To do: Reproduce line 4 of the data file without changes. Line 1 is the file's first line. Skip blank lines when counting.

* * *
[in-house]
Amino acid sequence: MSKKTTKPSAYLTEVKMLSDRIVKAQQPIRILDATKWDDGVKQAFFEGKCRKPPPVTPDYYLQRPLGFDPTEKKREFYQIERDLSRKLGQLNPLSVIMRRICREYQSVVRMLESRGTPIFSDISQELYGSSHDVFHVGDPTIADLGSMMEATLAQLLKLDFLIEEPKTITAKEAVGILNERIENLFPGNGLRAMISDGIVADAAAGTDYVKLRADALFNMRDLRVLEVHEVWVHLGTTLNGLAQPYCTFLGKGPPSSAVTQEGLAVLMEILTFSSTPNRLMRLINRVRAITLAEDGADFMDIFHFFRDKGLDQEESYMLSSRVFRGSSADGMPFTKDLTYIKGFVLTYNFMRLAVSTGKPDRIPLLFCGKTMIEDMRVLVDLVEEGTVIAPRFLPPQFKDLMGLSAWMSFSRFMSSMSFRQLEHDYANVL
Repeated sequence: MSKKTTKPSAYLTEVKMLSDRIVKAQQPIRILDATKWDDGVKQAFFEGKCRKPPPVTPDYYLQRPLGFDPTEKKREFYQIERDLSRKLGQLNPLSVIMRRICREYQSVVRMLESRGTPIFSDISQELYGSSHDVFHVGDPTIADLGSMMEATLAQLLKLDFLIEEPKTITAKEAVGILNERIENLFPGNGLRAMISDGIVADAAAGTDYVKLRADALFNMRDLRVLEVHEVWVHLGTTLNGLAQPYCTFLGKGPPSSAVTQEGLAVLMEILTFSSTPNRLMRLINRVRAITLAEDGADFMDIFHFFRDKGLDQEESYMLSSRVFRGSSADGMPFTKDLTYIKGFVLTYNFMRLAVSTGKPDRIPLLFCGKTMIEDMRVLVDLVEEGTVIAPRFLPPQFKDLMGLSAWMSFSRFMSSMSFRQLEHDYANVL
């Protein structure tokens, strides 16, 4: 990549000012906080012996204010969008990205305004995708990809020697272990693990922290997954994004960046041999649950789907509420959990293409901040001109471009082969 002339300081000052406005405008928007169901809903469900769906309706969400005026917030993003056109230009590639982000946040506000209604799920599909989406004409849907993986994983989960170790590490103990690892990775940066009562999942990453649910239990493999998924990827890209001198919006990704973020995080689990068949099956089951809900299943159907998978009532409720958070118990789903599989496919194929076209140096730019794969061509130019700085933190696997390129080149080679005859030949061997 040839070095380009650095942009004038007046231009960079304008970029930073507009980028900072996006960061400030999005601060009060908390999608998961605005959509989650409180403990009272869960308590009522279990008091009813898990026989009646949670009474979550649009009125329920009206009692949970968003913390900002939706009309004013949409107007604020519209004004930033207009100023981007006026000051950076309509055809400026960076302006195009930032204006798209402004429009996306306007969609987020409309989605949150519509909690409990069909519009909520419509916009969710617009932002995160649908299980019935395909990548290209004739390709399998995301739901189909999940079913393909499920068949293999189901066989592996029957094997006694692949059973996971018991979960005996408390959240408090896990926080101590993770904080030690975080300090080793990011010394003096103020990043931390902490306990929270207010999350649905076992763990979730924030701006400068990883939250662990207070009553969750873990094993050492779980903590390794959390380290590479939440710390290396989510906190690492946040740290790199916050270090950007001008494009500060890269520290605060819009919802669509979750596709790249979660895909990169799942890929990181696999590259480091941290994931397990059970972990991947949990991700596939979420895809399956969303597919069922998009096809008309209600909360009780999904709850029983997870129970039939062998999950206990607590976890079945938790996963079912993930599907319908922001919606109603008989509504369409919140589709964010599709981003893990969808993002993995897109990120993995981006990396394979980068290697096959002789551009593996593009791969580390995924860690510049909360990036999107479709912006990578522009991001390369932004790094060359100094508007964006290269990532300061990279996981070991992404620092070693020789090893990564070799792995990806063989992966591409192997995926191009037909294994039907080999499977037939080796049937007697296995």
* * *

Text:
């Protein structure tokens, strides 16, 4: 990549000012906080012996204010969008990205305004995708990809020697272990693990922290997954994004960046041999649950789907509420959990293409901040001109471009082969 002339300081000052406005405008928007169901809903469900769906309706969400005026917030993003056109230009590639982000946040506000209604799920599909989406004409849907993986994983989960170790590490103990690892990775940066009562999942990453649910239990493999998924990827890209001198919006990704973020995080689990068949099956089951809900299943159907998978009532409720958070118990789903599989496919194929076209140096730019794969061509130019700085933190696997390129080149080679005859030949061997 040839070095380009650095942009004038007046231009960079304008970029930073507009980028900072996006960061400030999005601060009060908390999608998961605005959509989650409180403990009272869960308590009522279990008091009813898990026989009646949670009474979550649009009125329920009206009692949970968003913390900002939706009309004013949409107007604020519209004004930033207009100023981007006026000051950076309509055809400026960076302006195009930032204006798209402004429009996306306007969609987020409309989605949150519509909690409990069909519009909520419509916009969710617009932002995160649908299980019935395909990548290209004739390709399998995301739901189909999940079913393909499920068949293999189901066989592996029957094997006694692949059973996971018991979960005996408390959240408090896990926080101590993770904080030690975080300090080793990011010394003096103020990043931390902490306990929270207010999350649905076992763990979730924030701006400068990883939250662990207070009553969750873990094993050492779980903590390794959390380290590479939440710390290396989510906190690492946040740290790199916050270090950007001008494009500060890269520290605060819009919802669509979750596709790249979660895909990169799942890929990181696999590259480091941290994931397990059970972990991947949990991700596939979420895809399956969303597919069922998009096809008309209600909360009780999904709850029983997870129970039939062998999950206990607590976890079945938790996963079912993930599907319908922001919606109603008989509504369409919140589709964010599709981003893990969808993002993995897109990120993995981006990396394979980068290697096959002789551009593996593009791969580390995924860690510049909360990036999107479709912006990578522009991001390369932004790094060359100094508007964006290269990532300061990279996981070991992404620092070693020789090893990564070799792995990806063989992966591409192997995926191009037909294994039907080999499977037939080796049937007697296995």